This is not seaweed but a kind of calcified cold water coral and coralline algaehaving the Latin name of Lithothamnion calcareum.
It is dredged from the sea off the French and English coasts. It has been used by Cornish farmers since before c1650
In Northen France, it is called maerle and is used by Breton garlic, onion and broccoli farmers to improve their crops.
Calcified seaweed consists of about 50% calcium, 5-10% magnesium carbonate and a wide range of beneficial trace elements Zinc, Copper, Sulpher ,Iron,Manganese, Cobalt , Boron, which may be lacking in some soils treated with chemical fertilisers Which make’s it far better than garden lime for vegetable growers
At the same time, the calcified seaweed can transfer nutrients directly to the root structures of plants which are quickly colonised by soil bacteria and improve the establishment of worms, and contributes to a better soil structure and root development leading to better uptake of nutrents and trace elements
It is therefore totally different in composition to that of fresh seaweed which is made into seaweed meal(crushed and dried fresh seaweed), powdered seaweed extract (produced by boiling the seaweed and evaporating off its liquid content, leaving a concentrated solid extract that is powdered), and liquid seaweed extract (produced from fresh seaweed by water extraction). which is an organic balanced fertiliser.
It has been found that repeated annual dressings of calcified seaweed reduces, if not eliminates the slug population in that area. Alternatively, it can be piled up around plants as a slug barrier
When to use
Finally, calcified seaweed has notable flexibility. Not only can it regulate the pH of your soil, it can also be used at any point during the calendar year.
On heavy soils it is most effective at the time of final soil preparation e.g.autumn or early winter. Unlike lime it can be applied at the same time as manure is added to the soil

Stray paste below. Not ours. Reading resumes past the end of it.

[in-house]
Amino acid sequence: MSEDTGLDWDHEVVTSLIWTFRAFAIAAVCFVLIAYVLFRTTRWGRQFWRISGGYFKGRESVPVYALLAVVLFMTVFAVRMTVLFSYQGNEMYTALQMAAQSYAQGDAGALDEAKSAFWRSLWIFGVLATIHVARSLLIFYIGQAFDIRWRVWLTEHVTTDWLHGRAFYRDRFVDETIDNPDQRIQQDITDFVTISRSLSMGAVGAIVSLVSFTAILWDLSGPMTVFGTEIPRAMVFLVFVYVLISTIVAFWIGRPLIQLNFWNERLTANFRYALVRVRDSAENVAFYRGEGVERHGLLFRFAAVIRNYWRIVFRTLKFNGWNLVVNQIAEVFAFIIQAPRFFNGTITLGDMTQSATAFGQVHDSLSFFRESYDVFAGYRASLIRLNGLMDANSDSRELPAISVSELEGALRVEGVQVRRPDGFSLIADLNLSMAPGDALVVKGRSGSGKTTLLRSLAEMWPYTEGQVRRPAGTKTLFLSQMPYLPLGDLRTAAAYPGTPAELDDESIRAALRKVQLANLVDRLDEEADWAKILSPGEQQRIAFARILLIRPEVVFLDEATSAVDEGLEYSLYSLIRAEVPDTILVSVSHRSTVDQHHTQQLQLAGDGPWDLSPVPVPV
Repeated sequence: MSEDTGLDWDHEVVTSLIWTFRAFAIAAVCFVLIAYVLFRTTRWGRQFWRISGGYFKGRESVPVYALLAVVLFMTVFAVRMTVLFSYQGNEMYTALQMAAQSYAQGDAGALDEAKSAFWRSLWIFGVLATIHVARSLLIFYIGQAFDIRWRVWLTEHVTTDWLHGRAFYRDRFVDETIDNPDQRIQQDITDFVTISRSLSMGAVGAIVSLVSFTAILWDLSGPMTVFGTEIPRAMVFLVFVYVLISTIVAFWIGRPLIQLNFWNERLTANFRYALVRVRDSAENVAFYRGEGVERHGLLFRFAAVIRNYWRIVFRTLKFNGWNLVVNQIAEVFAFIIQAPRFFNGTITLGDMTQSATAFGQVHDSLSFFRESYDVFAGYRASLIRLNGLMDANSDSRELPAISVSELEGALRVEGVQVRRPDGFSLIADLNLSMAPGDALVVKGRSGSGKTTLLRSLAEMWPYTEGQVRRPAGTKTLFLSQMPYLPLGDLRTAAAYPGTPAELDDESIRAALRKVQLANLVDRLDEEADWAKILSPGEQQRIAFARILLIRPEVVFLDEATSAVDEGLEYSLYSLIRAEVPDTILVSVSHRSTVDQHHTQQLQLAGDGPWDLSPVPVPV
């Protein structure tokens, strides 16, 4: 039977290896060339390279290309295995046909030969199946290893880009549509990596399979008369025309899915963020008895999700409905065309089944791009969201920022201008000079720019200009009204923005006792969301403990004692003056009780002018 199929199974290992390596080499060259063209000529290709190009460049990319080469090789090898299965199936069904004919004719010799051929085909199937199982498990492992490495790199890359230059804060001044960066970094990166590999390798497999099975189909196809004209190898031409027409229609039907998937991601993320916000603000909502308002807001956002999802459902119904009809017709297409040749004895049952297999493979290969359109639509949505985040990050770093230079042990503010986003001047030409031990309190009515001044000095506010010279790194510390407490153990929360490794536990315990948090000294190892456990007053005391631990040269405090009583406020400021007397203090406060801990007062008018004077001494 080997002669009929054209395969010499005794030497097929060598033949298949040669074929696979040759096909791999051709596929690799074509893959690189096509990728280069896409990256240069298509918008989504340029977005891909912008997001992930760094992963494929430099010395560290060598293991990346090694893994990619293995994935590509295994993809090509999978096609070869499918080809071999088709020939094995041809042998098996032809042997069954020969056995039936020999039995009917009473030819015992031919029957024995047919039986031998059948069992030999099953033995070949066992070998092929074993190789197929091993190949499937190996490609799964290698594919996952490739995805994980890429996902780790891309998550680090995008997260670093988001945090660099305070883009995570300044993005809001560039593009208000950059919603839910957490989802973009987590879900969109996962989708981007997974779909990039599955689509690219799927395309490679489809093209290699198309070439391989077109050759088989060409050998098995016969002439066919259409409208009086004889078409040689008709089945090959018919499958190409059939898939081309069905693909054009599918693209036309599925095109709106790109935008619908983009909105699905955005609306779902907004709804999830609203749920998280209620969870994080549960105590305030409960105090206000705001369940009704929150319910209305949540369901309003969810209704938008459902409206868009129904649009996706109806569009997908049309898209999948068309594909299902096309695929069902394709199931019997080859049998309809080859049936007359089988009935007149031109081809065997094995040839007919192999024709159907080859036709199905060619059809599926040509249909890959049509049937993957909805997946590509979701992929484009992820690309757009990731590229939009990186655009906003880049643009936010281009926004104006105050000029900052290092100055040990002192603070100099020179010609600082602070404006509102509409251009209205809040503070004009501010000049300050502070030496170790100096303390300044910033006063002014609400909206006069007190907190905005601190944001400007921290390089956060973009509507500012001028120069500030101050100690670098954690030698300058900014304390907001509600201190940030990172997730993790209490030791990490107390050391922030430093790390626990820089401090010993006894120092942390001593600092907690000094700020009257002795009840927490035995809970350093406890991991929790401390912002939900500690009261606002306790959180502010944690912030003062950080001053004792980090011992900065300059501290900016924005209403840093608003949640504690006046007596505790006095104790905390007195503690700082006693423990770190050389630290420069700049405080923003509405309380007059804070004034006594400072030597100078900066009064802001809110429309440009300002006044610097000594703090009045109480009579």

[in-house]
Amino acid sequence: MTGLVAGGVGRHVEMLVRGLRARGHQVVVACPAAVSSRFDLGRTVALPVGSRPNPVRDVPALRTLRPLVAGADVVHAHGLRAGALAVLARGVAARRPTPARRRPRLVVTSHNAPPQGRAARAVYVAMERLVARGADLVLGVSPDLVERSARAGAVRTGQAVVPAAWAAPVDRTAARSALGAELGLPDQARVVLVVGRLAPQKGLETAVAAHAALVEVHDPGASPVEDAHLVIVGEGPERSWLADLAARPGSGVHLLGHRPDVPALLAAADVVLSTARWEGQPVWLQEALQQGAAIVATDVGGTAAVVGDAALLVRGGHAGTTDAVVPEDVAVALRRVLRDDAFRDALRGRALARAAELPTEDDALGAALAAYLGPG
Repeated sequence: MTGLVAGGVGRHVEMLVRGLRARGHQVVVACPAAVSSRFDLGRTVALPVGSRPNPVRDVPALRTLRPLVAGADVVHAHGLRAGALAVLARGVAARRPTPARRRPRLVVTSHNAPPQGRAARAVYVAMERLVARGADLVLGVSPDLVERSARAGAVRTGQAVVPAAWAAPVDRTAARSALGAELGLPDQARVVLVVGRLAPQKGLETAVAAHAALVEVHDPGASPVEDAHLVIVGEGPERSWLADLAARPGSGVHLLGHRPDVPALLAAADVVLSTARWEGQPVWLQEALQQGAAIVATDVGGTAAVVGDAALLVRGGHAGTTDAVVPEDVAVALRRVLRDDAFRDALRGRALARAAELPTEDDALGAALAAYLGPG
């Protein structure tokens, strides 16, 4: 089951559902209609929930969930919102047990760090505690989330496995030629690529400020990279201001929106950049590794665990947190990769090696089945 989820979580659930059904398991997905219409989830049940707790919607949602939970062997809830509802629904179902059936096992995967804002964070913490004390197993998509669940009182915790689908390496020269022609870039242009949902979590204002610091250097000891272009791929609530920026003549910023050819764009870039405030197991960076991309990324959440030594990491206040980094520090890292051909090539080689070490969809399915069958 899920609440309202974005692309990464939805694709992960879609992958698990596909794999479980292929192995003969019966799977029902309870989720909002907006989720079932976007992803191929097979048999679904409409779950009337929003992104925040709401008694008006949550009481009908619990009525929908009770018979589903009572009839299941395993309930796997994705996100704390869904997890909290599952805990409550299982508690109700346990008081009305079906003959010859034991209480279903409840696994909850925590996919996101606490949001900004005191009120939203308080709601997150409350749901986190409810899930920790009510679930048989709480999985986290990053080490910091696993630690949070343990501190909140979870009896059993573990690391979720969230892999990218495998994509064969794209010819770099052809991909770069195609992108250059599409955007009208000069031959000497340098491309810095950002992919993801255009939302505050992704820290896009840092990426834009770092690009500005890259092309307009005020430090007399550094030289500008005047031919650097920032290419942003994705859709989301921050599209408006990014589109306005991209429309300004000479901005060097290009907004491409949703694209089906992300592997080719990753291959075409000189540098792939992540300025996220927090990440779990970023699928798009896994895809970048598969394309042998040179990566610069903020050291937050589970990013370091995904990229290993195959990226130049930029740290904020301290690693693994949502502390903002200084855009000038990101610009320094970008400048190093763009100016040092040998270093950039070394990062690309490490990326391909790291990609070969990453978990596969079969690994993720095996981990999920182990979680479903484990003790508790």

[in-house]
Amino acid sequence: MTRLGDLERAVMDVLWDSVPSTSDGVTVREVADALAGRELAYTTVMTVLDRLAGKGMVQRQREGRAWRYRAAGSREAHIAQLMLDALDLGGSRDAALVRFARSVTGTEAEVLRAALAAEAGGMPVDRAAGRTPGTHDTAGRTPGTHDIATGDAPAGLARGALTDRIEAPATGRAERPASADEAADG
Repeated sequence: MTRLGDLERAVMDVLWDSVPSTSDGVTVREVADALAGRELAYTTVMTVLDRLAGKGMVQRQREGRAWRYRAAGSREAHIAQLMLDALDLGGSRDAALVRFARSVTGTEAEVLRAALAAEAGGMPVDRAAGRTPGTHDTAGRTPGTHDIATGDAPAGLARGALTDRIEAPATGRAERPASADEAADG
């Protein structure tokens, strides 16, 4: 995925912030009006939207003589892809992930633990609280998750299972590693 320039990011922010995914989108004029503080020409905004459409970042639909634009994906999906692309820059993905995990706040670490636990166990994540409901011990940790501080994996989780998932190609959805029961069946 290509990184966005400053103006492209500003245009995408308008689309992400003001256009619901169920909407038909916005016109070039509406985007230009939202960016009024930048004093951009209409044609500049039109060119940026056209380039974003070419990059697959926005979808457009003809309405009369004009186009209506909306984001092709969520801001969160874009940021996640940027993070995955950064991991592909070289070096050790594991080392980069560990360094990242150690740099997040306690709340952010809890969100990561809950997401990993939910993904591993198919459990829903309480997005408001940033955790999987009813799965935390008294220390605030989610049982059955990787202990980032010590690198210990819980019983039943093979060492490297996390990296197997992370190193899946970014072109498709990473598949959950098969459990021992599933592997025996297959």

On lighter soils apply pre sowing, or before or during planting out
recommended rate of application is 125g/sq. metre (4oz/sq. yard) either Sprinkle calcified seaweed over the surface of the soil, and and then lightly hoe it into the top 3″ – 4″. If applied early it may be left on the surface to wash in
* improved soil structure
* deeper rooting plants
* increased availability of trace elements
* long lasting, does not wash away
* healthier than lime- no lock up of valuable minerals
* maintenance of correct pH for vegetable growing
* can be applied any time of the year
Further evidence of the benefits of coral/Calcified seaweed in the soil can be seen on the sub tropical island of Bermuda. Bermudian soil contains a large amount of coral fragments, the result of parrot fish nibbling the coral and this then washing ashore.
Over time this has created a soil rich in coral particles, which together with the hot climate creates ideal growing conditions for onions and brassicas. Before tourism became the main source of income for Bermuda, onions were the Bermudians main export, in fact they used to be nicknamed, ‘the Onions’. And you can still see small fields of broccoli and onions on the island.
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